Why every business needs to understand UX and UI

Charlie Spargo's picture
Stefan Hibbitt, Cefar

Stefan Hibbitt, Senior Developer at Cefar, the Leeds- and London-based digital agency, says user experience and user interface are some of the most important things for a business to bear in mind - with the potential to revolutionise your online performance more so than anything else.

You’ve likely heard people talking about “UX” and “UI”. The terms will often be casually dropped into a conversation about an app or web project in between mentions of “CTAs” and “ROIs”.

This makes them appear like some incredibly mystical and complex processes, only to be understood by people with the word “designer” somewhere in their title. 

Being fairly new terms, digitally speaking, they can get bandied around as buzzwords without being put into practice. Truth is, UX and UI have the potential to increase your digital traffic and conversions more than pretty much anything else you can do. According to a study by Forrester Research, improving UX boosted conversation rates by as much as 400 percent.

"UX" and "UI" are bandied around more often than they are put into practice

Great, but what is UX?

UX stands for User Experience. In simple terms, when people refer to UX, they are talking about how a user interacts with a digital interface, usually a website or an app. UI stands for User Interface, and this generally refers to the method in which a user controls or interacts with a digital interface.

While both UI and UX work closely with each other, they are different disciplines that need to be understood.

UX is a more analytical discipline, looking at how a user behaves when presented with a series of tools to complete a task. UI is closer to the creative side, how those tools are created to help the user complete a task.

One of the most quoted analogies for UI and UX comes from Rahul Varshney: “User Experience and User Interface are some of the most confused and misused terms in our field. A UI without UX is like a painter slapping paint onto canvas without thought; while UX without UI is like the frame of a sculpture with no papier mache on it.

"A great product experience starts with UX followed by UI. Both are essential for the product’s success.”

Some consider UX design to just be a fancy way of saying market research. But it’s much more than that: as the co-founder of the term suggests, “it encompasses all aspects of the end-user’s interactions with the company, its services, and its products”.

A user experience designer is part-marketer, part-designer, part-project manager. They’re involved in an array of multidisciplinary activities like competitor and customer analysis, wireframing and prototyping, product strategy, content development, goal tracking, and integration.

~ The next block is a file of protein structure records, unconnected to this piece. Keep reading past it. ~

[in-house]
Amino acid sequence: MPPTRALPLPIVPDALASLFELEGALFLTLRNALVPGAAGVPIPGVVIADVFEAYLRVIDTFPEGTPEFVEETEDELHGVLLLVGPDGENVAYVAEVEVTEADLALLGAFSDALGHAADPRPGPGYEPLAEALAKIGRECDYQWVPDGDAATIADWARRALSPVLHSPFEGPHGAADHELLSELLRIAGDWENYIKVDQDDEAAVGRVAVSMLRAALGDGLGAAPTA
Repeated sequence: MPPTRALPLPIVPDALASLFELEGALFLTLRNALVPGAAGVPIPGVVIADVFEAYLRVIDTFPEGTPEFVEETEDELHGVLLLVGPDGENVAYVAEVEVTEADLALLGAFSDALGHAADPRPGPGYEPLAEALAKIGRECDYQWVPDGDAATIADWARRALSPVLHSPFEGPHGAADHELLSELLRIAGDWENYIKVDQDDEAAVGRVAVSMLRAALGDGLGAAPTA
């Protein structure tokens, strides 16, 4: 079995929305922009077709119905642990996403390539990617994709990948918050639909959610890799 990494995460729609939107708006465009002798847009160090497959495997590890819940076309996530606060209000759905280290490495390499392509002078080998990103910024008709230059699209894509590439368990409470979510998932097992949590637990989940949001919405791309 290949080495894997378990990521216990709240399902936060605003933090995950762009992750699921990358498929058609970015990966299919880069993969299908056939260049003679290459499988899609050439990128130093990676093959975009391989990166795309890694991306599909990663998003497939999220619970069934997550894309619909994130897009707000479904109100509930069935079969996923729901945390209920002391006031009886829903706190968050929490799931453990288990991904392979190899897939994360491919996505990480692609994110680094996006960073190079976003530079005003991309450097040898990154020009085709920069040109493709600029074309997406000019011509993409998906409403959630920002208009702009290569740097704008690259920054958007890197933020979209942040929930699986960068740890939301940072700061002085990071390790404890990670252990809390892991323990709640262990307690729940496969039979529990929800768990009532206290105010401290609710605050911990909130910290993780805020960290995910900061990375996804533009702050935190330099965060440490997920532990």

The goal of this work is broad but simple: the optimisation of the customer’s experience with a company and all its products. It’s why companies that make use of UX see for every $1 invested, a return of anything between $2 and $100. Some companies, like Airbnb, credit their success almost entirely to UX design. 

OK, so how does this fit in with UI? 

If UX is more technical and social, UI is more visual and closer to graphic design. A good way to think about it is that User Experience design can be applied to all sorts of experiences, whether it be going through a supermarket or using a virtual reality app.

User Interface design, on the other hand, is solely a means of optimising how a user and a device interact. In other words, it’s strictly digital. 

60% won't use a product that doesn't have a visually pleasing interface

A UI designer is an expert in all things visual, from branding and front-end design to animation and user storyboarding. They know how to translate a business's strengths and visual assets into a product interface, enhancing UX and visually guiding users via interactive elements.

Many companies and even designers have their own definitions for UX and UI or simply muddle them up as they have many parallels. It is true that when it comes to building a digital product today, you need them both to be successful.

A clear example of this is responsive design: when a company doesn’t offer a visually pleasing and easy-to-use experience on a mobile device, 60% of users won’t trust them.

So what makes great UI and UX?

When UX and UI work well together, they reduce the work the user has to do and make a product comfortable to use and interact with. 

The best examples of digital services find this ideal balance by following common UX and UI principles. First, they give users a sense of control over the interface. One simple way designers achieve this is with the undo/redo principle. 

Even if it’s not necessary, making actions reversible gives the user a sense of comfort which allows them to make mistakes, explore unfamiliar options, learn quick, and gain a sense of mastery over a product. The opposite to this is a frustrating and nerve-raking experience in which users have to be careful and slow and stick to what they know.

Second, they make the product a joy to use. Once a user feels like they’re in control of a product and aren’t held back by a fear of failure, they’re free to enjoy it. UX designers achieve this by using the “is this really needed?” approach. 

By repeatedly asking about every element, “is this relevant, needed, and/or useful for the user?”, UX and UI designers can get rid of irrelevant data, prioritise what’s important, and shape a product from a user’s perspective.

Happy users turn into happy customers, which is why it’s important that everyone in a business starts to think about UX and UI.